Star Trek: Prodigy writer explains how they did all of those cameos in “Kobayashi”

Star Trek: Prodigy had a whole host of cameos in “Kobayashi”.

If you decided to watch Star Trek: Prodigy’s most recent episode, “Kobayashi” you may have seen several characters return to the franchise for the first time in years (if not decades) in the form of holograms. Dal, one of the show’s main protagonists, discovered the holodecks and activated the Kobyashi Maru program in order to prove to his shipmates that he was the right choice to be captain.

In doing so, he had to choose a bridge crew of legendary Starfleet personnel, and ended up getting “the best”. That included Uhura, Odo, Dr. Beverly Crusher and Spock initially, and later Montgomery “Scotty” Scott. While seeing them wasn’t surprising, hearing the original actors’ was very surprising.

That’s due to the fact that with the exception of Gates McFadden, all of the others who “reprised” their roles have either passed away or are no longer in good enough health to perform. McFadden was the only one who returned, as she played Crusher in this episode and across all of the Star Trek: The Next Generation franchise. Leonard Nimoy (Spock), James Doohan (Scotty), and Rene Auberjonois (Odo) all passed away, while Nichelle Nichols is no longer able to act anymore.

So how did the writer of the episode, and producer of the series, Aaron J. Waltke manage to get all of those actors to come back for one more episode? It wasn’t easy and it took hours upon hours of watching old Star Trek episodes to find the right lines of dialogue to be able to lift and use.

Waltke spoke to about the process and revealed that he read dozens upon dozens of scripts to help find the perfect lines.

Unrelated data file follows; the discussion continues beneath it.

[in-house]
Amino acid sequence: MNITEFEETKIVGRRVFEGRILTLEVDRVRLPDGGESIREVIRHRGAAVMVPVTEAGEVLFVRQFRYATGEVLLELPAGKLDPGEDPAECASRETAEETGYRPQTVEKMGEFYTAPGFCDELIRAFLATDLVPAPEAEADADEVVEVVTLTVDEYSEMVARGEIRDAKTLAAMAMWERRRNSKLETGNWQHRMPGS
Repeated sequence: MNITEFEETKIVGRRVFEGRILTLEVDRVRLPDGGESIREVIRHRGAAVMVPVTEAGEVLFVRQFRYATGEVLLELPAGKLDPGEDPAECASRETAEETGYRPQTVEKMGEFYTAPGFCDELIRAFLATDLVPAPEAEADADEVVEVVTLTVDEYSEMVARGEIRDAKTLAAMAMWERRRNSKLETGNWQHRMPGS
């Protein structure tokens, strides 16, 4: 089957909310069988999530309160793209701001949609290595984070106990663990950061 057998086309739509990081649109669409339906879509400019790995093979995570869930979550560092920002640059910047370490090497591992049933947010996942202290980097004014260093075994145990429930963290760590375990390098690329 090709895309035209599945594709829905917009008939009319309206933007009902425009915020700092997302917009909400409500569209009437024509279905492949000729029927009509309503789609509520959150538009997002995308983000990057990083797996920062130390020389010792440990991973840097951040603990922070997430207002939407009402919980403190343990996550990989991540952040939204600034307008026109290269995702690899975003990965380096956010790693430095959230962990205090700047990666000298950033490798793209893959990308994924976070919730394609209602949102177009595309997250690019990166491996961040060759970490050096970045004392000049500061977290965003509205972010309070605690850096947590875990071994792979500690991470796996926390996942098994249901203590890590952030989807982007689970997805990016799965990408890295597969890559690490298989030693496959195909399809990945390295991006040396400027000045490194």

Can you talk about the logistics of what it took for you and the team to put all of that together using the voices of the legacy actors?

I basically had to create some algorithms with every Star Trek script ever written in order to search the databases for relevant lines. I also wound up reading probably 80 or 90 scripts, and rewatching about 40 or 50 episodes top to bottom. Knowing the shape of the story I wanted to tell, which, of course, is the Kobayashi Maru scenario and how Dal would interpret that, I then proceeded to go through find the lines to try to line them up to make sure they sounded like they’re all in the same room talking to each other. Then I went to the Star Trek archives where they thankfully have the remastered audio from all the DVD sets and the movies and such. And I would give them the time code and the episode and say, “Please give me the cleanest, just dialogue track of this line.” And then our team at Audio Circus, they had a specialist who was able to clean up the audio as much as they could using modern technology. Obviously, there’s still some of the stuff that was recorded in the ‘60s and it still has a little bit of a guttural quality to it. But I think it’s that’s almost charming in a way. Because it does feel relatively seamless once you kind of buy into the wish fulfillment of it. But there was a lot of a lot of takes that didn’t work for one reason or another. Maybe they’re too far away from the microphone or the line just didn’t work or the inflection was wrong. So there was a lot of back and forth and testing. Like getting the right delivery of “Live Long and Prosper” to work. He actually doesn’t say it very often in the series. I was kind of surprised to learn he only says it maybe six or seven times.

Star Trek: Prodigy did right by the legacy actors

Star Trek: Prodigy did right by the legacy actors used in the episode. Each character came across authentic, and while you could tell they weren’t new lines of dialogue, they did fit pretty well in the context of the show.

Even if the lines that Nimoy recorded were from nearly 60 years ago, to hear him have a conversation with Dal after he yet again failed the test, was a heart-warming moment. Spock provided so much comfort to many Starfleet captains, and here he is once again giving logic and perspective to a young captain.

It was nearly perfect.